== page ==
I am really pleased with the topics given during this advanced course and also with the dynamic and interaction with everybody involved in it. The instructors were willing to talk during the coffee breaks and meals, both about course-related topics and also about life in general!

The course assembled a diverse audience from different places and academic backgrounds, so it was also really interesting to meet and talk with everyone. This is a really mature course, in the sense that the instructors know each other really well; this is extremely important in an intensive course that is given by a big group of instructors. I want to highlight those lectures about tools that were developed by the lecturers themselves.

This kind of opportunity is great for anyone willing to learn about molecular evolution and also about bioinformatic tools developed to apply in this field.

Anna Papadopoulou
Assistant Professor
Department of Biological Sciences
University of Cyprus, Cyprus
Participant 2010, Crete

I chose to apply for the CoME course because it featured such a great group of instructors, and it turned out to be one of the best choices I’ve ever made! As a PhD student working on phylogeography, I had previously attended another well-known course on phylogenetics and I was familiar with a range of software for phylogenetics and coalescent-based analyses. But it was the CoME course that helped me to gain a much deeper understanding of the key concepts in phylogenetics, coalescent theory and molecular evolution and a much better grasp of why we choose one type of analysis over another, what are the assumptions and caveats of each method etc., which was exactly what I needed as an early career evolutionary biologist.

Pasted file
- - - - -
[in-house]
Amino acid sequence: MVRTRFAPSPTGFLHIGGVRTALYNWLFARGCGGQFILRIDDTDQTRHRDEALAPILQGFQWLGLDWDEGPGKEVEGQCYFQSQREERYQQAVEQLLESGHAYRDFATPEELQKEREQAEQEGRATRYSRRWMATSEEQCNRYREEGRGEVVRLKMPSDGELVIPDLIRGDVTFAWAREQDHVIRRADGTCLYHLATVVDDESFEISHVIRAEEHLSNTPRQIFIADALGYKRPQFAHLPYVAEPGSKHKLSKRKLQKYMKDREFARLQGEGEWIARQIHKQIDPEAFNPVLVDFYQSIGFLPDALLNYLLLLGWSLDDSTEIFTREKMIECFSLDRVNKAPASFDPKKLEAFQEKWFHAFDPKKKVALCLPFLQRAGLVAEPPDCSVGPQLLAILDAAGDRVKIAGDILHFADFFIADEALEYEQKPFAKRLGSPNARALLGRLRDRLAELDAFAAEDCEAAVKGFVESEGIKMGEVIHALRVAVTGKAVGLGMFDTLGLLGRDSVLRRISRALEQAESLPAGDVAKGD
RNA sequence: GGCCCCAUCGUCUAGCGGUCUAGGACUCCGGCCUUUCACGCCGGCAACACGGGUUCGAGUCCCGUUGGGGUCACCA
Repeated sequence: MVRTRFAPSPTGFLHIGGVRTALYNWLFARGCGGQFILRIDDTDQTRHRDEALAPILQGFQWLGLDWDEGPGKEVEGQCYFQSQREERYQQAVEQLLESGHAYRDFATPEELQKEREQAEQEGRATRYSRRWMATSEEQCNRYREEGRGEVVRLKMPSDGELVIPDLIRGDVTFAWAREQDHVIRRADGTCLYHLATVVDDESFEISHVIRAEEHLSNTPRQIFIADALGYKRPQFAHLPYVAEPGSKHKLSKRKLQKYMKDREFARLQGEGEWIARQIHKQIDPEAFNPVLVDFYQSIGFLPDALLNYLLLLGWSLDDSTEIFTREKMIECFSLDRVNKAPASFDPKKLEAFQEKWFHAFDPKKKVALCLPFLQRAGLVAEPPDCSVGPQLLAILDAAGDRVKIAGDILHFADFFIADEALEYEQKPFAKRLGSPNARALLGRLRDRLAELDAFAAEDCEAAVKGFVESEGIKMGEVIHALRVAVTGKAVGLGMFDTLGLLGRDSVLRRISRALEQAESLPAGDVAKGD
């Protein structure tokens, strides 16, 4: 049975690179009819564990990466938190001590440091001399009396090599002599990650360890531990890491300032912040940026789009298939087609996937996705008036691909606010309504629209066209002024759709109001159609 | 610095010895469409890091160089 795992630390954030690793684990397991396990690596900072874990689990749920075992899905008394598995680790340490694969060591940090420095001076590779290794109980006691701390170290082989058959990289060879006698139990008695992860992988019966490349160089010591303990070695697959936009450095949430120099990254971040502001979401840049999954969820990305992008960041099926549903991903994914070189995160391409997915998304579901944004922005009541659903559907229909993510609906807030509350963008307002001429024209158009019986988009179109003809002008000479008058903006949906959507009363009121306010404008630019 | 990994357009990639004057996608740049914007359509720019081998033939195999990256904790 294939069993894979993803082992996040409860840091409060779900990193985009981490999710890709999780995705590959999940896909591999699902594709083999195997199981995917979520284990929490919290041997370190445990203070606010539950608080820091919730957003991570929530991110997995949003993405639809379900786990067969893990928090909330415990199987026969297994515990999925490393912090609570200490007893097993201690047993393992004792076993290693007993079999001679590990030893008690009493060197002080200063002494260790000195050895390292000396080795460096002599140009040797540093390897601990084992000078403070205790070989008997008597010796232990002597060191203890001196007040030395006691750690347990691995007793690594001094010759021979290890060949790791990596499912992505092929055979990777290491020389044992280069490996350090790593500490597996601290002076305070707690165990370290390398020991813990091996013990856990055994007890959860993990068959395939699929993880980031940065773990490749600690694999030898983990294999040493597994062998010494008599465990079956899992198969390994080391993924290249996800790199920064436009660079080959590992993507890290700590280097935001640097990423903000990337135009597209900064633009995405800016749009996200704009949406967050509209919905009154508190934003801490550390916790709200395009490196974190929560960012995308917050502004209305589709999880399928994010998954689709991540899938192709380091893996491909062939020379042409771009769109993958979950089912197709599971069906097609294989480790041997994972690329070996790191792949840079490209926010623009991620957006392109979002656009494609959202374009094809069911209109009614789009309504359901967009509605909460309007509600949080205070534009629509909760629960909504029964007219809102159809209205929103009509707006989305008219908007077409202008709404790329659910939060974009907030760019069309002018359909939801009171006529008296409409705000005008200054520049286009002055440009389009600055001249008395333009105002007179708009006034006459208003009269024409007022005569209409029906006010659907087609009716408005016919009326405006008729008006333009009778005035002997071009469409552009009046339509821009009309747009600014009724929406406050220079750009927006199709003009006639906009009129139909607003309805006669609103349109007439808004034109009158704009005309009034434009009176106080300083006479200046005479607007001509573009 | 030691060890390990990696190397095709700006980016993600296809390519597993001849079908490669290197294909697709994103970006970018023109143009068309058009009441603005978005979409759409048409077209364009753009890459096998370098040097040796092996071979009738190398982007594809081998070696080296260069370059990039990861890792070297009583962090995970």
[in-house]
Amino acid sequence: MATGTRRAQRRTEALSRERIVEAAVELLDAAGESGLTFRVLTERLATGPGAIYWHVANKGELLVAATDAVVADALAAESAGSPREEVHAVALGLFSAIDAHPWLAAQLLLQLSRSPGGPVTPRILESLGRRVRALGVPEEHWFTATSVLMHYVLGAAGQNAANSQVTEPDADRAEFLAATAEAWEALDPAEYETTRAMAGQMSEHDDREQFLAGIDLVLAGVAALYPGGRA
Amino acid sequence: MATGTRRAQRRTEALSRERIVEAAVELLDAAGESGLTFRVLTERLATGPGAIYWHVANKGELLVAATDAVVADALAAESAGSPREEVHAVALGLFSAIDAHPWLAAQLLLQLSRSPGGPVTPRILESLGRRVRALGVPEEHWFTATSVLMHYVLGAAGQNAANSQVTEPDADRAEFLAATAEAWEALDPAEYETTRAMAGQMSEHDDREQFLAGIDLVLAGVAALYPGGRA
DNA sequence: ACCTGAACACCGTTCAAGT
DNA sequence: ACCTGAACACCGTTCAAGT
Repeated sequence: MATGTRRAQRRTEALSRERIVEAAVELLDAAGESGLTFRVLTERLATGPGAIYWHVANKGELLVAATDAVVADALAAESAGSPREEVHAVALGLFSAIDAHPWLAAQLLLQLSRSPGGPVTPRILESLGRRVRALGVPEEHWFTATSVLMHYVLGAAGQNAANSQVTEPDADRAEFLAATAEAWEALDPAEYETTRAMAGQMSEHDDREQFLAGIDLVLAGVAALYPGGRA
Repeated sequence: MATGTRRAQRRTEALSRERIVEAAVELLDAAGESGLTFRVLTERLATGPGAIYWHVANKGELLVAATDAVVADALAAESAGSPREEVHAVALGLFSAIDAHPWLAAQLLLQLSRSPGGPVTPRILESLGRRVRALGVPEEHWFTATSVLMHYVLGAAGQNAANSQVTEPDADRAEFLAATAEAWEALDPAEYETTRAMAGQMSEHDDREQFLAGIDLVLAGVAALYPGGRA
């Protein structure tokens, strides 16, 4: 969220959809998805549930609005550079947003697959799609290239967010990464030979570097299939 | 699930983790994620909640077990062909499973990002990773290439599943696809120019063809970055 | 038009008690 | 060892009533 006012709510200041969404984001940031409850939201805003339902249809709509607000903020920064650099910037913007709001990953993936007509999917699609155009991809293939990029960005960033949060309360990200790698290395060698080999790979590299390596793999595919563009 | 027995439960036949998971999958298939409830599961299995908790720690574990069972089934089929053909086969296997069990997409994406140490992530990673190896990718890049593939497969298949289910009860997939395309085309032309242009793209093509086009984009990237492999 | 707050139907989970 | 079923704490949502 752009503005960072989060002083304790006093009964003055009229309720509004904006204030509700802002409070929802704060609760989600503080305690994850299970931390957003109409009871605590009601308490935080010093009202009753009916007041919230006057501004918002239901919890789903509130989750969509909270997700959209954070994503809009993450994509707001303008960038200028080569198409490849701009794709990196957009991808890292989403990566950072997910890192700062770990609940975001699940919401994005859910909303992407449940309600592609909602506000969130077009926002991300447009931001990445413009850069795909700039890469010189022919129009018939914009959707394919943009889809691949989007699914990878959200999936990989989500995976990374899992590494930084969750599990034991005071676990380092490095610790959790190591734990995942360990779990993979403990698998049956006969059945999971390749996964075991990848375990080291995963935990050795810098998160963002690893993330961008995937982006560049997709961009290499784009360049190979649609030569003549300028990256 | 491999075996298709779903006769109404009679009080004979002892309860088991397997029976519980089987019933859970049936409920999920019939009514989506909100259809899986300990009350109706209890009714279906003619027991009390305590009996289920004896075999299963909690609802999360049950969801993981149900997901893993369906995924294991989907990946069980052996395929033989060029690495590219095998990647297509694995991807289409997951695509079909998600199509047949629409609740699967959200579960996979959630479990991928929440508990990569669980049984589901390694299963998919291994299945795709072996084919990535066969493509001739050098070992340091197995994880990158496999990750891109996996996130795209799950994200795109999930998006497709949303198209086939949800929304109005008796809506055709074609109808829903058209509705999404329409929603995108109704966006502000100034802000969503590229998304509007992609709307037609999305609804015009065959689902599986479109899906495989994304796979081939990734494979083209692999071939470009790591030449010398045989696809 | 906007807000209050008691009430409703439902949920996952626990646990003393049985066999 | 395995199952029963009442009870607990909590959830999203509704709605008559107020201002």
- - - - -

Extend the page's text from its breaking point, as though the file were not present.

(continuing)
The lectures were really inspiring and the practicals perfectly organised, while getting to talk to the instructors about our own data was extremely helpful and motivating. There were several memorable lectures, which still come to my mind often, especially when I have to teach myself any relevant concept. For example, I greatly enjoyed the Maximum Likelihood session, where we calculated probabilities of base substitution ourselves using a dice!